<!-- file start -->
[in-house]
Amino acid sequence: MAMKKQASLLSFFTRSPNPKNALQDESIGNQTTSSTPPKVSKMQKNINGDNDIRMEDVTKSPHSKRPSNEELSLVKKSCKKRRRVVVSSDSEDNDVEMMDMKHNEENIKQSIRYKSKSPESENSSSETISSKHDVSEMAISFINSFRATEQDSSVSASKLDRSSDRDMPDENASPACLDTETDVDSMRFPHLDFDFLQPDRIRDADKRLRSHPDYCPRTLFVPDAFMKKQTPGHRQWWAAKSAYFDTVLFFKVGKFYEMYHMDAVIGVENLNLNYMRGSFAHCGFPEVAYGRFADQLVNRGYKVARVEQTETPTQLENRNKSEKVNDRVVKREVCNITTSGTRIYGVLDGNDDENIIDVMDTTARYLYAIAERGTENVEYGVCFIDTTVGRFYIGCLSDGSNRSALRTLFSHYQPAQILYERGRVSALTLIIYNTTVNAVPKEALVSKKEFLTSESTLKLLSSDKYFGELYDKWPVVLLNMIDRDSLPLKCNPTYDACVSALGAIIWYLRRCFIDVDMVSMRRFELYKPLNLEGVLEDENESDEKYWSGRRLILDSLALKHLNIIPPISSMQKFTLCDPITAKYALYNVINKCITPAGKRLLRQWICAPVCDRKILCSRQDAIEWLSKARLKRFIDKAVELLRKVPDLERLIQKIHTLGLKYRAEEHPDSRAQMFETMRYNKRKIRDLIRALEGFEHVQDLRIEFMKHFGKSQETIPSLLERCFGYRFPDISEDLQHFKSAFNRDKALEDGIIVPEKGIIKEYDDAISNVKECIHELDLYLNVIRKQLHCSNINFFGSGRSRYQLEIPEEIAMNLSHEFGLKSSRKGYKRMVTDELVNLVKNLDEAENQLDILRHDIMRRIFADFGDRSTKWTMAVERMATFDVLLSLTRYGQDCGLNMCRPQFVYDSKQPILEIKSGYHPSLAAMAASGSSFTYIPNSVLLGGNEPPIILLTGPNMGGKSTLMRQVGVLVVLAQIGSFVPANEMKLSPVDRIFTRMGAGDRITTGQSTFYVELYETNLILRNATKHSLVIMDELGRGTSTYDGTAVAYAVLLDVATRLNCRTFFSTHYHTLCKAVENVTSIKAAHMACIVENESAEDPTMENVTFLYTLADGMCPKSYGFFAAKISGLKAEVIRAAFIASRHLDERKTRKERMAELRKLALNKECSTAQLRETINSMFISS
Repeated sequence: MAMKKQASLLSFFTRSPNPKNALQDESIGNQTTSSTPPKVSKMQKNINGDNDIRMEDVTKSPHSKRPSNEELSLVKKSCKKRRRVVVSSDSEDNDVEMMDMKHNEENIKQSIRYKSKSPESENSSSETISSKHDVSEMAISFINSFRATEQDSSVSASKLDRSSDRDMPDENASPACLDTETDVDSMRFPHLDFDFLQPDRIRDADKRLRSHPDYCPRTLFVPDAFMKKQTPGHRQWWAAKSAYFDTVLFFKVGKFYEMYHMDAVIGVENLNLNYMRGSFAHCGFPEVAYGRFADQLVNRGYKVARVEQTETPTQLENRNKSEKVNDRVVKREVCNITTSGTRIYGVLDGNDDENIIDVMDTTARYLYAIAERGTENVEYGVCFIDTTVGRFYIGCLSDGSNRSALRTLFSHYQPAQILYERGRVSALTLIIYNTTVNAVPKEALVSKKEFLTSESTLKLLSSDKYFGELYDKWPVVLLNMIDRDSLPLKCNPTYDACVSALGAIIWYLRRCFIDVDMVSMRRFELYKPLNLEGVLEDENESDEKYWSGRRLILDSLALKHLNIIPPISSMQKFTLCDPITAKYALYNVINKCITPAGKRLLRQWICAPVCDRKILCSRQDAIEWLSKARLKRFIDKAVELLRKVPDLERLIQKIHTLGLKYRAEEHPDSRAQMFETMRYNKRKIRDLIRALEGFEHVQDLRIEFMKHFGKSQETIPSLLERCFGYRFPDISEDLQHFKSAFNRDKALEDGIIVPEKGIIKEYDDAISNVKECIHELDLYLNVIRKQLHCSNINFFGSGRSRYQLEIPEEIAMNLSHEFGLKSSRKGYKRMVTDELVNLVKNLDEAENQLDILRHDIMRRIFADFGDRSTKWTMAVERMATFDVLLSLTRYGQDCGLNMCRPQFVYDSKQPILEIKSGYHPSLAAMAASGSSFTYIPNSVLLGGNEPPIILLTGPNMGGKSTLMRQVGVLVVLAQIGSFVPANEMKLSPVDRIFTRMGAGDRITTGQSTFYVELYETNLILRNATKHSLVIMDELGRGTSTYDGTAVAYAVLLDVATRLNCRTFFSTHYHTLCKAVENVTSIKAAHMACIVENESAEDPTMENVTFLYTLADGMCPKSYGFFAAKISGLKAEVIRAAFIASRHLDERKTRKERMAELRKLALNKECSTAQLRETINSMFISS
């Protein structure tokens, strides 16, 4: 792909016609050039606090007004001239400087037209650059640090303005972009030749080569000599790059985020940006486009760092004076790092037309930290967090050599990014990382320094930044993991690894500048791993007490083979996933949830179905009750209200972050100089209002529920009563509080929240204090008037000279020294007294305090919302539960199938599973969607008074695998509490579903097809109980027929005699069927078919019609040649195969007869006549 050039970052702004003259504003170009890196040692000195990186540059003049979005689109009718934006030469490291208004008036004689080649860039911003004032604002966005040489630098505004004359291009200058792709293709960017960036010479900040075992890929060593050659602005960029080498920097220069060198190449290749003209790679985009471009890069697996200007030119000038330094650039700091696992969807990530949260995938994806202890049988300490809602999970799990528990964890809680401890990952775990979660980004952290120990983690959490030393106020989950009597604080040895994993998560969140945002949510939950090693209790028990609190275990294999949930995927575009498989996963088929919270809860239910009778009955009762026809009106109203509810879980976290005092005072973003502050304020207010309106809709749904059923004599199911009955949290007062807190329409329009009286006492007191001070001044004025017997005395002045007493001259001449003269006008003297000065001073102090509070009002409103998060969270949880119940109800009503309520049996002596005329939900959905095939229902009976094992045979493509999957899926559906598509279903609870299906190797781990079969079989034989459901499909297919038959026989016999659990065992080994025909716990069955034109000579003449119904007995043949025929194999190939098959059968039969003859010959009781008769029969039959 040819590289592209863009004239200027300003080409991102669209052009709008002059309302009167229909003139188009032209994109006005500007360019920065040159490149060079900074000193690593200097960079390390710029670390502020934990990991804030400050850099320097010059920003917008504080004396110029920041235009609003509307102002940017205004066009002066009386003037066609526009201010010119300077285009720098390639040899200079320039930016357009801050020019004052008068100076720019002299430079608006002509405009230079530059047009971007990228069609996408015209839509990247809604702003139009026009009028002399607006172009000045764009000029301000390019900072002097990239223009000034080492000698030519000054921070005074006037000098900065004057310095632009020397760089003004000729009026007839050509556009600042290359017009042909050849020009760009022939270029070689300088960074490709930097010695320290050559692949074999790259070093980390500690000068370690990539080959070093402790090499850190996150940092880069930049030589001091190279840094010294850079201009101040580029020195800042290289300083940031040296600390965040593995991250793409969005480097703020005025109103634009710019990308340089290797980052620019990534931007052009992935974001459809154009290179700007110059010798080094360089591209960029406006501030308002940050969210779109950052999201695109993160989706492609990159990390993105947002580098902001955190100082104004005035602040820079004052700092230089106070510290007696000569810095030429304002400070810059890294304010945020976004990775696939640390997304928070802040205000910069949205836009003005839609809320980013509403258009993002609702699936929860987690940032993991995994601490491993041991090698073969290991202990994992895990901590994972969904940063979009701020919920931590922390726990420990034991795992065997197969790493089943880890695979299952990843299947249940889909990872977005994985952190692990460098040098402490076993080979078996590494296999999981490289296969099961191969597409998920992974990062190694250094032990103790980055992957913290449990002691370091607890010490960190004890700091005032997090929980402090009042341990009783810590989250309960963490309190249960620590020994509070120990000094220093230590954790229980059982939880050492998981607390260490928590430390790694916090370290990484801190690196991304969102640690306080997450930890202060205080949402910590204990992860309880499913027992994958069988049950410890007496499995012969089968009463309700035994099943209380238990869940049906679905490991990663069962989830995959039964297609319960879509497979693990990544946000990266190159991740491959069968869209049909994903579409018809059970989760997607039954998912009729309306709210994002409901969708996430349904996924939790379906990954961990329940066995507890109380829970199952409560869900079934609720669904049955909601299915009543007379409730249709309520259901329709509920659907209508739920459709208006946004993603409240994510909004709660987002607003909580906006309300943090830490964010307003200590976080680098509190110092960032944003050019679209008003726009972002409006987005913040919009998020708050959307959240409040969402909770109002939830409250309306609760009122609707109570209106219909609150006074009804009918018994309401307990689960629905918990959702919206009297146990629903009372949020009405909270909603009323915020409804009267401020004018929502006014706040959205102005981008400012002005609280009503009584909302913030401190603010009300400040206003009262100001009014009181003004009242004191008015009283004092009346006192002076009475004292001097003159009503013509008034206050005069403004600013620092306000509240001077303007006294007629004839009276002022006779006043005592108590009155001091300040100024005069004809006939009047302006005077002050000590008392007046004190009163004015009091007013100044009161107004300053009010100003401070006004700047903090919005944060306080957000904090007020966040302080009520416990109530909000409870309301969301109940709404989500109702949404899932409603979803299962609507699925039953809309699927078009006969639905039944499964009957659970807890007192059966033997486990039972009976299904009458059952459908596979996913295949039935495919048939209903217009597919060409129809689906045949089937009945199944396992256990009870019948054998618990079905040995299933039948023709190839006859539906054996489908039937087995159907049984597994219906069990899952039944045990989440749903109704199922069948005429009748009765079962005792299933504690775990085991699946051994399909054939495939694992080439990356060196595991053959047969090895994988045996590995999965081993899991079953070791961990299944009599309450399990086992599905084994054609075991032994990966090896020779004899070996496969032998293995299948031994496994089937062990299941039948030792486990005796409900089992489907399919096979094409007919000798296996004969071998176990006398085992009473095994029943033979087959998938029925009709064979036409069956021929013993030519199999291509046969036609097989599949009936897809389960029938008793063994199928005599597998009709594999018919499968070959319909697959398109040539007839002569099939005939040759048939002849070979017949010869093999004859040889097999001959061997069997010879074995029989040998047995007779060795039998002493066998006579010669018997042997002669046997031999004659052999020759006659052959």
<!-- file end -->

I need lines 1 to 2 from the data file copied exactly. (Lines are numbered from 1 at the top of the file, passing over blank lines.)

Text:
[in-house]
Amino acid sequence: MAMKKQASLLSFFTRSPNPKNALQDESIGNQTTSSTPPKVSKMQKNINGDNDIRMEDVTKSPHSKRPSNEELSLVKKSCKKRRRVVVSSDSEDNDVEMMDMKHNEENIKQSIRYKSKSPESENSSSETISSKHDVSEMAISFINSFRATEQDSSVSASKLDRSSDRDMPDENASPACLDTETDVDSMRFPHLDFDFLQPDRIRDADKRLRSHPDYCPRTLFVPDAFMKKQTPGHRQWWAAKSAYFDTVLFFKVGKFYEMYHMDAVIGVENLNLNYMRGSFAHCGFPEVAYGRFADQLVNRGYKVARVEQTETPTQLENRNKSEKVNDRVVKREVCNITTSGTRIYGVLDGNDDENIIDVMDTTARYLYAIAERGTENVEYGVCFIDTTVGRFYIGCLSDGSNRSALRTLFSHYQPAQILYERGRVSALTLIIYNTTVNAVPKEALVSKKEFLTSESTLKLLSSDKYFGELYDKWPVVLLNMIDRDSLPLKCNPTYDACVSALGAIIWYLRRCFIDVDMVSMRRFELYKPLNLEGVLEDENESDEKYWSGRRLILDSLALKHLNIIPPISSMQKFTLCDPITAKYALYNVINKCITPAGKRLLRQWICAPVCDRKILCSRQDAIEWLSKARLKRFIDKAVELLRKVPDLERLIQKIHTLGLKYRAEEHPDSRAQMFETMRYNKRKIRDLIRALEGFEHVQDLRIEFMKHFGKSQETIPSLLERCFGYRFPDISEDLQHFKSAFNRDKALEDGIIVPEKGIIKEYDDAISNVKECIHELDLYLNVIRKQLHCSNINFFGSGRSRYQLEIPEEIAMNLSHEFGLKSSRKGYKRMVTDELVNLVKNLDEAENQLDILRHDIMRRIFADFGDRSTKWTMAVERMATFDVLLSLTRYGQDCGLNMCRPQFVYDSKQPILEIKSGYHPSLAAMAASGSSFTYIPNSVLLGGNEPPIILLTGPNMGGKSTLMRQVGVLVVLAQIGSFVPANEMKLSPVDRIFTRMGAGDRITTGQSTFYVELYETNLILRNATKHSLVIMDELGRGTSTYDGTAVAYAVLLDVATRLNCRTFFSTHYHTLCKAVENVTSIKAAHMACIVENESAEDPTMENVTFLYTLADGMCPKSYGFFAAKISGLKAEVIRAAFIASRHLDERKTRKERMAELRKLALNKECSTAQLRETINSMFISS